Marco Rubio jeered at CNN town hall on school shootings

Sen. Marco Rubio, R-Fla., endorsed more gun control legislation after intense questioning from survivors of the shooting at Marjory Stoneman Douglas High School on Wednesday night.

Rubio faced a hostile crowd at the CNN town hall in Sunrise, Fla., with audience members booing frequently and holding up phones with photos of victims. The former 2016 presidential contender was confronted about accepting over $3 million in donations from the National Rifle Association.

Slideshow: Remembering the victims of the Parkland, Fla., high school shooting >>>

“Senator Rubio, will you tell me right now that you won’t accept a single donation from the NRA?” asked Cameron Kasky, a survivor of the Feb. 14 shooting, which left 17 dead.

The question received a standing ovation, but Rubio defended his record, saying that his position on the Second Amendment had been consistent and that people had agreed with that agenda.

As the audience jeered Rubio, Kasky countered, “You could have said ‘no.’” He offered to raise enough money to match the donations given Rubio by the NRA.

Kasky’s question was complemented by a tweet from fellow survivor and newly minted activist David Hogg, who divided the total of Rubio’s NRA donations by the number killed in last week’s shooting.


Rubio was the only Republican politician at the town hall; both President Trump and Florida Gov. Rick Scott rejected invitations. He was joined onstage by Sen. Bill Nelson, D-Fla., and Rep. Ted Deutch, D-Fla., whose district includes Parkland. Questions were asked directly by those affected by the attack: students whose siblings were murdered, parents whose children died and a student who was shot.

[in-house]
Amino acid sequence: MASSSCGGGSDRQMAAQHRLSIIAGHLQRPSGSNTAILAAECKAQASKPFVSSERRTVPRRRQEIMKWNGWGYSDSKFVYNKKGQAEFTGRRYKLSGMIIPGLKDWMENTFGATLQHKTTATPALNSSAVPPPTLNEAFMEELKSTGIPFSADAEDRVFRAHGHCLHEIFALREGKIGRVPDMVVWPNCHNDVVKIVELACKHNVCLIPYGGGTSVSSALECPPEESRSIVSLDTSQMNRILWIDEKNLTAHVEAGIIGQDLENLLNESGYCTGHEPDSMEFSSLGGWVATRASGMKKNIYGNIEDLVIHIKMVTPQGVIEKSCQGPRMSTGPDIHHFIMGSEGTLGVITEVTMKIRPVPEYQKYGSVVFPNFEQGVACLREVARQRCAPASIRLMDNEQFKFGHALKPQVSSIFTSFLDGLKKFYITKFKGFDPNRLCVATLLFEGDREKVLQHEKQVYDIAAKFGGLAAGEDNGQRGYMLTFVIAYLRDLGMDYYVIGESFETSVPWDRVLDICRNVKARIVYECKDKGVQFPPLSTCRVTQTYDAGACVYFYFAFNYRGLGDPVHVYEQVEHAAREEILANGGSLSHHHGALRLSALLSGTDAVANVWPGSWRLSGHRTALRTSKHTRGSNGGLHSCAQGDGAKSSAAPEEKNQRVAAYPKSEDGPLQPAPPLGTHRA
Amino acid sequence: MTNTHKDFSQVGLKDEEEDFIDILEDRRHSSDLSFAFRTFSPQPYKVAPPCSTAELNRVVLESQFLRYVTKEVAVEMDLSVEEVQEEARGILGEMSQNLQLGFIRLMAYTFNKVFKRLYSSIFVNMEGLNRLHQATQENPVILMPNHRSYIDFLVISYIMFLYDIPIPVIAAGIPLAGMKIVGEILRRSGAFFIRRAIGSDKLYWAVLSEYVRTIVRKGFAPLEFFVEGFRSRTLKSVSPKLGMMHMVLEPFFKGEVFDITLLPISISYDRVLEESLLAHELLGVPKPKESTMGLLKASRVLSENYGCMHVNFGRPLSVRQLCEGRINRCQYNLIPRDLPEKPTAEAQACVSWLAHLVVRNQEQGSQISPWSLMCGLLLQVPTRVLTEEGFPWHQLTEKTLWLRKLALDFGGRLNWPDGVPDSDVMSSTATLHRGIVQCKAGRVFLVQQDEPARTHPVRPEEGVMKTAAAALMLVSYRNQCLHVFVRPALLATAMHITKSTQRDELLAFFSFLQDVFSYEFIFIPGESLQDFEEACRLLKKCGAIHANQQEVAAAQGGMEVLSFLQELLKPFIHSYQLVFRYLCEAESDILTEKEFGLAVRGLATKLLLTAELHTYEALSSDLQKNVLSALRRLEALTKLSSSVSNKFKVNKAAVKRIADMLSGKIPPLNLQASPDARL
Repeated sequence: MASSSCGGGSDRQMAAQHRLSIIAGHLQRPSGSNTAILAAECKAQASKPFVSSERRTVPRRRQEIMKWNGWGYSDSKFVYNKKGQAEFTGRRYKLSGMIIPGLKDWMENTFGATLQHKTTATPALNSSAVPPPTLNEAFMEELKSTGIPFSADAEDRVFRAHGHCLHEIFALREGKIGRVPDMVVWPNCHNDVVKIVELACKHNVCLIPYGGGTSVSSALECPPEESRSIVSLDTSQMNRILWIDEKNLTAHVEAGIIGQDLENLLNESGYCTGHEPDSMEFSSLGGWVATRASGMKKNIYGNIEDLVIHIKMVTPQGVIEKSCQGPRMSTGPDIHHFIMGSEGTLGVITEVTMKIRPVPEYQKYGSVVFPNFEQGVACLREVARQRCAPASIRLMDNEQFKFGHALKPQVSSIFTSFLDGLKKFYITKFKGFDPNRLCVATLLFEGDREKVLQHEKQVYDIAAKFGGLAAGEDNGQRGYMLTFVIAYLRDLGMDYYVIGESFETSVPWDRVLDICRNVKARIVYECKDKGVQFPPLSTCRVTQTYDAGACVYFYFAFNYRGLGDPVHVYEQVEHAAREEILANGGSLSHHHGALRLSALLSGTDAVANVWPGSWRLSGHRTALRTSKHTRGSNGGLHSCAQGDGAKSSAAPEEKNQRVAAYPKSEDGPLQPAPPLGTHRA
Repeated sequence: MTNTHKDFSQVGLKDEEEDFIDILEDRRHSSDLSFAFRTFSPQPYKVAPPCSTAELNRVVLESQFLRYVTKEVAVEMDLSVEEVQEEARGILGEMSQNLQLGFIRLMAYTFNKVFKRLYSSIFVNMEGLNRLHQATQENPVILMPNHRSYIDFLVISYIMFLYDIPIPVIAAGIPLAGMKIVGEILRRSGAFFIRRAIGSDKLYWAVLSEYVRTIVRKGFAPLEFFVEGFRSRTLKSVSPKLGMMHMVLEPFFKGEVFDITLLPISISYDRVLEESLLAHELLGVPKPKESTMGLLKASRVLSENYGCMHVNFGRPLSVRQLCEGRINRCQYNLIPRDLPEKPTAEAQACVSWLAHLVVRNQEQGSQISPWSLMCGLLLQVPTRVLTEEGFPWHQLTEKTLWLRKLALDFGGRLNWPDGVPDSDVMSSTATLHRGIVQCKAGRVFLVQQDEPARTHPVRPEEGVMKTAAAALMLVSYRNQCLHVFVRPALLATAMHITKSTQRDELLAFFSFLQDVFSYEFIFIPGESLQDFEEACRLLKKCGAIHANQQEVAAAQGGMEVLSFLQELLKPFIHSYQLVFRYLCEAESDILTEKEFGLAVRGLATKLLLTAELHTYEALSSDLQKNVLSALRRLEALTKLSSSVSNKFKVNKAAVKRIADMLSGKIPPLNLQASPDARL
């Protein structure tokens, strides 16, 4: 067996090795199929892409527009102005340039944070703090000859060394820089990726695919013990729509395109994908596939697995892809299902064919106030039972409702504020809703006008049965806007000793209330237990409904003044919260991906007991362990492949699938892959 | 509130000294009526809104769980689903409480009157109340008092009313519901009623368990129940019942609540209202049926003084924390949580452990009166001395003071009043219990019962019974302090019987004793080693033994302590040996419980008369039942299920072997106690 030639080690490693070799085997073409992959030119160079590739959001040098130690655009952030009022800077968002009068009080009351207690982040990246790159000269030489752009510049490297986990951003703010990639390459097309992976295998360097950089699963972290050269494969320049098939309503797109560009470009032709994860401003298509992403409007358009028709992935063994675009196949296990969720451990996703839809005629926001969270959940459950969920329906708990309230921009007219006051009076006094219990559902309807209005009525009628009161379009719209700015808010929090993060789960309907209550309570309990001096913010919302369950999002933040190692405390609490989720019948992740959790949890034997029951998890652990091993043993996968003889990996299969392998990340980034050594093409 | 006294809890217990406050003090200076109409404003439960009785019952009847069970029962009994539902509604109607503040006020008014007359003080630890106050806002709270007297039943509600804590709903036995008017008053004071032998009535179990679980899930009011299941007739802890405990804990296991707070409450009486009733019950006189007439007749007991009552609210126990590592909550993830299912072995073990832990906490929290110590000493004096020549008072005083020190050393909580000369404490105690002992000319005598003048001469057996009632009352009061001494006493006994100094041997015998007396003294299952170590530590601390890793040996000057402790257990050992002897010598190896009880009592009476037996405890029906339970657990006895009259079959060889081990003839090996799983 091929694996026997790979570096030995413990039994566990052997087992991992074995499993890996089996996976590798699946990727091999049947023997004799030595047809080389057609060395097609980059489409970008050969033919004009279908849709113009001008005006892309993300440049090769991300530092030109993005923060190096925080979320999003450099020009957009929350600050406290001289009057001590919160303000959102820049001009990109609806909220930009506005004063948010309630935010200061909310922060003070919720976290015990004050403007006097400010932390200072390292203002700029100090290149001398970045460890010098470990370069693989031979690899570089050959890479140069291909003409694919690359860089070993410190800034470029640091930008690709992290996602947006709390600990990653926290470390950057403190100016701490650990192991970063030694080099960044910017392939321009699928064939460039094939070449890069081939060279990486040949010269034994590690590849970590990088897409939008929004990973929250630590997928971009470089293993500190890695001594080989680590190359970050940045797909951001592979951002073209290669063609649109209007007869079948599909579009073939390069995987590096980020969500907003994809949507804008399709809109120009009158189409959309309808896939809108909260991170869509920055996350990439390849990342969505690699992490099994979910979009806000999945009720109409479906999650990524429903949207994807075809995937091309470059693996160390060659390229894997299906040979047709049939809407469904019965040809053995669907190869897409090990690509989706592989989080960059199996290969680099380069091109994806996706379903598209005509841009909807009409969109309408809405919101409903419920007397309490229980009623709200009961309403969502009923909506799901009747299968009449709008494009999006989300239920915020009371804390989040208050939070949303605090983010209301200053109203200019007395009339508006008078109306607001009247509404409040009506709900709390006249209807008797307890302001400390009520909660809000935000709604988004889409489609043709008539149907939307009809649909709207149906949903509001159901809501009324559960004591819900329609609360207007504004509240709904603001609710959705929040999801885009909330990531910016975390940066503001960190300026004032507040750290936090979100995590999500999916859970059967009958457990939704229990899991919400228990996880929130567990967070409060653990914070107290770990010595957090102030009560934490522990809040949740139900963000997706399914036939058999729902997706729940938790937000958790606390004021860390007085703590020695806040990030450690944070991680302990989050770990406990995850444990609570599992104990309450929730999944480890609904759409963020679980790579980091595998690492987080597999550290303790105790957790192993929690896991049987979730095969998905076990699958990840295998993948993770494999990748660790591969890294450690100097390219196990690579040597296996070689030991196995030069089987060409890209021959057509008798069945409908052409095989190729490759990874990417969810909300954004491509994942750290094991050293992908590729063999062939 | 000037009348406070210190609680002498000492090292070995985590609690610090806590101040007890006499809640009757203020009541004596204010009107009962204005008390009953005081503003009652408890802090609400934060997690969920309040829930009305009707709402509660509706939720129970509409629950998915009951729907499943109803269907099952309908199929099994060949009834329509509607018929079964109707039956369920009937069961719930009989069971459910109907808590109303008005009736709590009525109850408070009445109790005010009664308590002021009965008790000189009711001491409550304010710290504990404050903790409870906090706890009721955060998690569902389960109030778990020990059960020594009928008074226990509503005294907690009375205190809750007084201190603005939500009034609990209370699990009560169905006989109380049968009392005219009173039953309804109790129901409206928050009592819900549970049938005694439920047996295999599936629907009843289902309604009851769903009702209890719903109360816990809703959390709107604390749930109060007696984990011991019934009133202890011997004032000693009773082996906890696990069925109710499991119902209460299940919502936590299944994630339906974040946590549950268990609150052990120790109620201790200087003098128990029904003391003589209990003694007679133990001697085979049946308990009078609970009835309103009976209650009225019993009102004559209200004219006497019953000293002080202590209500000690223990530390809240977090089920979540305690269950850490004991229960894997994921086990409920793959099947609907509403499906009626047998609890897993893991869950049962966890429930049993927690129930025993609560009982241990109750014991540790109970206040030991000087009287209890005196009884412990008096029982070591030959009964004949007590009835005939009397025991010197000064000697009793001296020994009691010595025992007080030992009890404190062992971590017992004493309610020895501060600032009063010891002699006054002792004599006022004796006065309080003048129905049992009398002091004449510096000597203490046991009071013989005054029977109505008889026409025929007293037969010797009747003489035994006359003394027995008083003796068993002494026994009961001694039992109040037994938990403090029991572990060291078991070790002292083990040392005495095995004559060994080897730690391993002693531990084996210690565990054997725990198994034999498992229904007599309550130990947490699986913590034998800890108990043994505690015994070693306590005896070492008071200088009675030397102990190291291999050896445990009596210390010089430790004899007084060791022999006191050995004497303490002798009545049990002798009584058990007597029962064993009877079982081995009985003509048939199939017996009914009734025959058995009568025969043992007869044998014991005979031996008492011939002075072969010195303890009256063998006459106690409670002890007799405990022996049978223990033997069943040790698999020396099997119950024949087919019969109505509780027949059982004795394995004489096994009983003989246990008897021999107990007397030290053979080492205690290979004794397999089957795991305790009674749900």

Fred Guttenberg, whose daughter Jaime died in the attack at Marjory Stoneman Douglas, watches a video honoring the 17 students and teachers killed. (Photo: Michael Laughlin/South Florida Sun-Sentinel via AP)

Over the course of the evening, Rubio said he supported raising the legal age to buy a rifle to 21, rejected Trump’s suggested plan of arming teachers, and would consider restricting the sale of high-capacity ammunition magazines. (Rubio voted ‘no’ on the Manchin-Toomey legislation in 2013 that would have expanded background checks in the wake of the Sandy Hook Elementary School massacre.)

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Fred Guttenberg, whose 14-year-old daughter Jamie was among those gunned down at Marjory Stone, started his question to Rubio by labeling the senator’s comments over the previous week “pathetically weak,” a criticism that drew an ovation from the crowd. Rubio responded by saying the 1994 assault weapons ban was a failure.

Another low point for Rubio occurred when he attempted to point out the possibility of banning every semiautomatic rifle in America, a suggestion that caused the audience to break into raucous applause.


“Fair enough,” conceded Rubio, before stating that his colleagues on stage did not support such a measure. Deutch responded by saying that he would ban all “weapons of war” for use by the public and that he would like to sit down with Rubio and work on legislation.

Slideshow: Florida school shooting prompts gun-control rallies >>>

NRA spokeswoman Dana Loesch was on stage later in the evening with Broward County Sheriff Scott Israel. Loesch drew jeers from the audience, including for stating that semiautomatic rifle ownership for people under 21 would help prevent rape. She was also rebutted by Israel, who said she couldn’t stand up for the survivors in attendance unless she stood for fewer weapons.